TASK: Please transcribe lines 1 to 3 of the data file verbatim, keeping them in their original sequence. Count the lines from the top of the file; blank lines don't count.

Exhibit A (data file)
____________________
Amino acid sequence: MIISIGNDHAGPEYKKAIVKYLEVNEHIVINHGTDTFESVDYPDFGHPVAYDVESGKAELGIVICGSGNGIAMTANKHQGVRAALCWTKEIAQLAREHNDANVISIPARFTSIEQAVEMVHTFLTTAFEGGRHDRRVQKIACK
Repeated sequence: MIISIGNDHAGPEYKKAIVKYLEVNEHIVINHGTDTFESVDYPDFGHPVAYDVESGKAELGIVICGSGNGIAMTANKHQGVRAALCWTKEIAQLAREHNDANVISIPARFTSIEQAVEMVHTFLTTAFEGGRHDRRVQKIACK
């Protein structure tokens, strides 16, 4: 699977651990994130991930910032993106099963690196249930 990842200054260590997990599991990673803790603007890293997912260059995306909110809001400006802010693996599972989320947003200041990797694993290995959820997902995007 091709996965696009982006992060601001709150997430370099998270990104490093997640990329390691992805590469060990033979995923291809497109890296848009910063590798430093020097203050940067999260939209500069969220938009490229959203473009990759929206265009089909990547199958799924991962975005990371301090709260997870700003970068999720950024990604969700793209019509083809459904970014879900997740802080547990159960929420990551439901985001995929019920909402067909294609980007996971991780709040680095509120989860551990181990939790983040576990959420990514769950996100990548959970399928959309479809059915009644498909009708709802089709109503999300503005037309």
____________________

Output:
Amino acid sequence: MIISIGNDHAGPEYKKAIVKYLEVNEHIVINHGTDTFESVDYPDFGHPVAYDVESGKAELGIVICGSGNGIAMTANKHQGVRAALCWTKEIAQLAREHNDANVISIPARFTSIEQAVEMVHTFLTTAFEGGRHDRRVQKIACK
Repeated sequence: MIISIGNDHAGPEYKKAIVKYLEVNEHIVINHGTDTFESVDYPDFGHPVAYDVESGKAELGIVICGSGNGIAMTANKHQGVRAALCWTKEIAQLAREHNDANVISIPARFTSIEQAVEMVHTFLTTAFEGGRHDRRVQKIACK
């Protein structure tokens, strides 16, 4: 699977651990994130991930910032993106099963690196249930 990842200054260590997990599991990673803790603007890293997912260059995306909110809001400006802010693996599972989320947003200041990797694993290995959820997902995007 091709996965696009982006992060601001709150997430370099998270990104490093997640990329390691992805590469060990033979995923291809497109890296848009910063590798430093020097203050940067999260939209500069969220938009490229959203473009990759929206265009089909990547199958799924991962975005990371301090709260997870700003970068999720950024990604969700793209019509083809459904970014879900997740802080547990159960929420990551439901985001995929019920909402067909294609980007996971991780709040680095509120989860551990181990939790983040576990959420990514769950996100990548959970399928959309479809059915009644498909009708709802089709109503999300503005037309």